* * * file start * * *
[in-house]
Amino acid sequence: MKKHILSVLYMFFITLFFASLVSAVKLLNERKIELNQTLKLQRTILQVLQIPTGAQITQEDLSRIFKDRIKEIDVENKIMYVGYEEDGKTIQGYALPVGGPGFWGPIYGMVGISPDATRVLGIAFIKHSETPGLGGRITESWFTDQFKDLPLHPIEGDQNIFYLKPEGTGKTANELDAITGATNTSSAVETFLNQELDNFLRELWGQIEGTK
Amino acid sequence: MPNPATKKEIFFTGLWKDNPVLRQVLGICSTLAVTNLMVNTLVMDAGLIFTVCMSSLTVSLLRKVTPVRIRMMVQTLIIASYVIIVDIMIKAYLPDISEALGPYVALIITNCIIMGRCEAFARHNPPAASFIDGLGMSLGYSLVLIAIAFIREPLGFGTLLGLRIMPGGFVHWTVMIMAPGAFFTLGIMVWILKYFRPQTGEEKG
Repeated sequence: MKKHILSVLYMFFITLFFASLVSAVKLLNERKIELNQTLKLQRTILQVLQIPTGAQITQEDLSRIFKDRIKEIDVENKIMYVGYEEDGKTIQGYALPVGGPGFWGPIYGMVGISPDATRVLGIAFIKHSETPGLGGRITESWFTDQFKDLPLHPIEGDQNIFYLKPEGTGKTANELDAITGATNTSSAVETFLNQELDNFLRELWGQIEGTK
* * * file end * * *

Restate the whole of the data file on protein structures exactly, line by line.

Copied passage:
[in-house]
Amino acid sequence: MKKHILSVLYMFFITLFFASLVSAVKLLNERKIELNQTLKLQRTILQVLQIPTGAQITQEDLSRIFKDRIKEIDVENKIMYVGYEEDGKTIQGYALPVGGPGFWGPIYGMVGISPDATRVLGIAFIKHSETPGLGGRITESWFTDQFKDLPLHPIEGDQNIFYLKPEGTGKTANELDAITGATNTSSAVETFLNQELDNFLRELWGQIEGTK
Amino acid sequence: MPNPATKKEIFFTGLWKDNPVLRQVLGICSTLAVTNLMVNTLVMDAGLIFTVCMSSLTVSLLRKVTPVRIRMMVQTLIIASYVIIVDIMIKAYLPDISEALGPYVALIITNCIIMGRCEAFARHNPPAASFIDGLGMSLGYSLVLIAIAFIREPLGFGTLLGLRIMPGGFVHWTVMIMAPGAFFTLGIMVWILKYFRPQTGEEKG
Repeated sequence: MKKHILSVLYMFFITLFFASLVSAVKLLNERKIELNQTLKLQRTILQVLQIPTGAQITQEDLSRIFKDRIKEIDVENKIMYVGYEEDGKTIQGYALPVGGPGFWGPIYGMVGISPDATRVLGIAFIKHSETPGLGGRITESWFTDQFKDLPLHPIEGDQNIFYLKPEGTGKTANELDAITGATNTSSAVETFLNQELDNFLRELWGQIEGTK